The energy from such a stellar cataclysm generates a shock wave - an expanding bubble of highly energetic particles. These "supernova remnants," as they are called, are found throughout our galaxy.
In fact, the brightest gamma-ray source in the sky is the Crab Nebula, a supernova remnant from the explosion of a star in the year 1054. The Crab Nebula is about 20 times brighter in gamma rays than the galactic center, but the galactic center is about four times farther away.
Weekes said there are a variety of different energy spectra from supernova remnants, but the spectrum from the galactic center looked similar to that from the Crab Nebula. A spectrum is the rainbow of colors from light, as when it goes through a prism, which can be analyzed for chemical signatures and other clues about the source.
"The most conservative interpretation is that [the galactic center source] is a supernova remnant," Weekes said.
However, the HESS collaboration claims that, as in the case of the black hole jet, there are problems rectifying the X-ray and radio measurements of the galactic center's supernova remnant with the gamma ray measurement.
Dark matter annihilation
One other possibility is that the gamma rays from the galactic center are from dark matter particles running into each other and self-destructing. Dark matter is the unknown substance that astrophysicists have shown is necessary to keep rotating galaxies from flying apart - like gravitational glue to keep clay from scooting off an over-spun pottery wheel.
One popular theory for dark matter involves supersymmetry (SUSY), an extension of the standard model of particle physics, which says that every known particle has a SUSY partner. Although no SUSY partners have yet been detected, some of the partners could theoretically play the role of the dark matter.
If one buys into this scenario, then our galaxy is swimming in a huge clump of SUSY particles. Hooper explained that, in the center of this clump, the density would be so great that SUSY particles could end up occasionally annihilating each other in a collision.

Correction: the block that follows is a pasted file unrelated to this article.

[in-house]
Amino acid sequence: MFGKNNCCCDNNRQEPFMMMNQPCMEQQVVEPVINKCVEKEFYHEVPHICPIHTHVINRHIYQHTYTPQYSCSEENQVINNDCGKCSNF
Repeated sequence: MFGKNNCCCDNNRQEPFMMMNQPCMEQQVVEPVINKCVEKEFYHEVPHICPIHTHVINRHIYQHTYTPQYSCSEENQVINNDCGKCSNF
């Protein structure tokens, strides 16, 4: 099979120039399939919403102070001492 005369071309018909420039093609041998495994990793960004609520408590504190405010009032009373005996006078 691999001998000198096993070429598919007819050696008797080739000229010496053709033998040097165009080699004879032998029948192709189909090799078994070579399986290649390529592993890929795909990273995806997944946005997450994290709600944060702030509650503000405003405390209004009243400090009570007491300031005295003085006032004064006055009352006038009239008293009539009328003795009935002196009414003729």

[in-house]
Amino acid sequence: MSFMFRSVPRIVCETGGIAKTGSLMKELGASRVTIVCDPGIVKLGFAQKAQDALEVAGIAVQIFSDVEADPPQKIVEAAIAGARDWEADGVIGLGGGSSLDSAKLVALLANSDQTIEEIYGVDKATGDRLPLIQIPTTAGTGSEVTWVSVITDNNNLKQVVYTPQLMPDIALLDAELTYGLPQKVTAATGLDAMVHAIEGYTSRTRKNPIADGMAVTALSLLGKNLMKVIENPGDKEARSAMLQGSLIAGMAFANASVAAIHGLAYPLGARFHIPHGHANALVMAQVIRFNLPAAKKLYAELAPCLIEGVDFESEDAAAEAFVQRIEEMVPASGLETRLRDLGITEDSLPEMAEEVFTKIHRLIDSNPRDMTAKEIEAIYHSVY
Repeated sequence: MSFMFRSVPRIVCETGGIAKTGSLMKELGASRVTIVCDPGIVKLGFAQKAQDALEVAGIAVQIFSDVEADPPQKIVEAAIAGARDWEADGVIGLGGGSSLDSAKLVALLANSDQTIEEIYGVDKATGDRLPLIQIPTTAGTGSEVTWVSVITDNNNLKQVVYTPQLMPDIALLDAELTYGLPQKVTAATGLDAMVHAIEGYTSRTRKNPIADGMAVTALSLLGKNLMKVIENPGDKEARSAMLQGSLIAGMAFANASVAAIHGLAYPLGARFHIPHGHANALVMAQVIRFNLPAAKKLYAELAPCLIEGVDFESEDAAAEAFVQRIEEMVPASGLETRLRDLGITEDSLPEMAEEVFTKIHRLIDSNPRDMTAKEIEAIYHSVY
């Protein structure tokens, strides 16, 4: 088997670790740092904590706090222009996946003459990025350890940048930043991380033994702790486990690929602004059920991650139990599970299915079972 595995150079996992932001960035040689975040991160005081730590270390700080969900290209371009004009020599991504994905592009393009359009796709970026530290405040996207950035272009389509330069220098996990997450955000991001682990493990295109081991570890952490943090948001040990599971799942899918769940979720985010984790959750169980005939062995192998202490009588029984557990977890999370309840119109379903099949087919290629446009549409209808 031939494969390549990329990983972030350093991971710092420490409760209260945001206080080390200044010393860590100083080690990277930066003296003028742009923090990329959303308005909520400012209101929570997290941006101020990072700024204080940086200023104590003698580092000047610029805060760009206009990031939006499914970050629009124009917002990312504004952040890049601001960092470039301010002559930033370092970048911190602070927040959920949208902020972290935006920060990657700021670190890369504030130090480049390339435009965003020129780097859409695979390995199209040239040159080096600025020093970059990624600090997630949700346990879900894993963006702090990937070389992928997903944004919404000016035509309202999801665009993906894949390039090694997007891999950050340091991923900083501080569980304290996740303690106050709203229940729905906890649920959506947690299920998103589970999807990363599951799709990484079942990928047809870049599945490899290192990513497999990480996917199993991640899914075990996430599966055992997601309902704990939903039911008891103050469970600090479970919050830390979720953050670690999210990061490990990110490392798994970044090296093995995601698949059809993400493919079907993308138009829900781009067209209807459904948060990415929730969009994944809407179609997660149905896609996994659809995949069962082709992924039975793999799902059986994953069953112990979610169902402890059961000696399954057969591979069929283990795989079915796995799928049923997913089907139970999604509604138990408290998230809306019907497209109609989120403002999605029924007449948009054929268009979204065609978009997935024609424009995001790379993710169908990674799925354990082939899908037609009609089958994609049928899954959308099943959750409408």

This annihilation would result in gamma rays. The spectrum detected by HESS from the galactic center implies a SUSY particle with a mass 12,000 times that of the proton. This mass would probably make SUSY theorists uncomfortable.
"To have the SUSY candidate at that high mass would require the fine tuning of other parameters," Hooper said. "It becomes a very delicate balancing act."
But Hooper did not entirely rule out dark matter annihilations.
"It could be something we haven't thought of," he said. "It would need to be something very exotic," which he gave context to by stating that, "supersymmetry is only mildly exotic."
Even if the gamma rays turn out not to be from annihilations, Hooper emphasized that, "the existence of dark matter is not in question."
More data are necessary to pare down the source candidates. Because the air shower detectors have to see the blue flash, they can only work on moonless nights. And according to Weekes, only a few gamma rays arrive per minute from the galactic center. Collecting enough flashes for a clear signal takes time.
HESS, which is located in Namibia in southwest Africa, obtained its galactic center observations in the summer of 2003 when it had only two telescopes. Now, the facility is operating with four telescopes. The extra eyes will better resolve exactly where the gamma rays are coming from.
"It's getting better all the time." Hooper said. "This is just the tip of the iceberg - we expect steady progress in the next few years."
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Michael Schirber is a freelance writer based in Lyons, France who began writing for Space.com and Live Science in 2004 . He's covered a wide range of topics for Space.com and Live Science, from the origin of life to the physics of NASCAR driving. He also authored a long series of articles about environmental technology. Michael earned a Ph.D. in astrophysics from Ohio State University while studying quasars and the ultraviolet background. Over the years, Michael has also written for Science, Physics World, and New Scientist, most recently as a corresponding editor for Physics.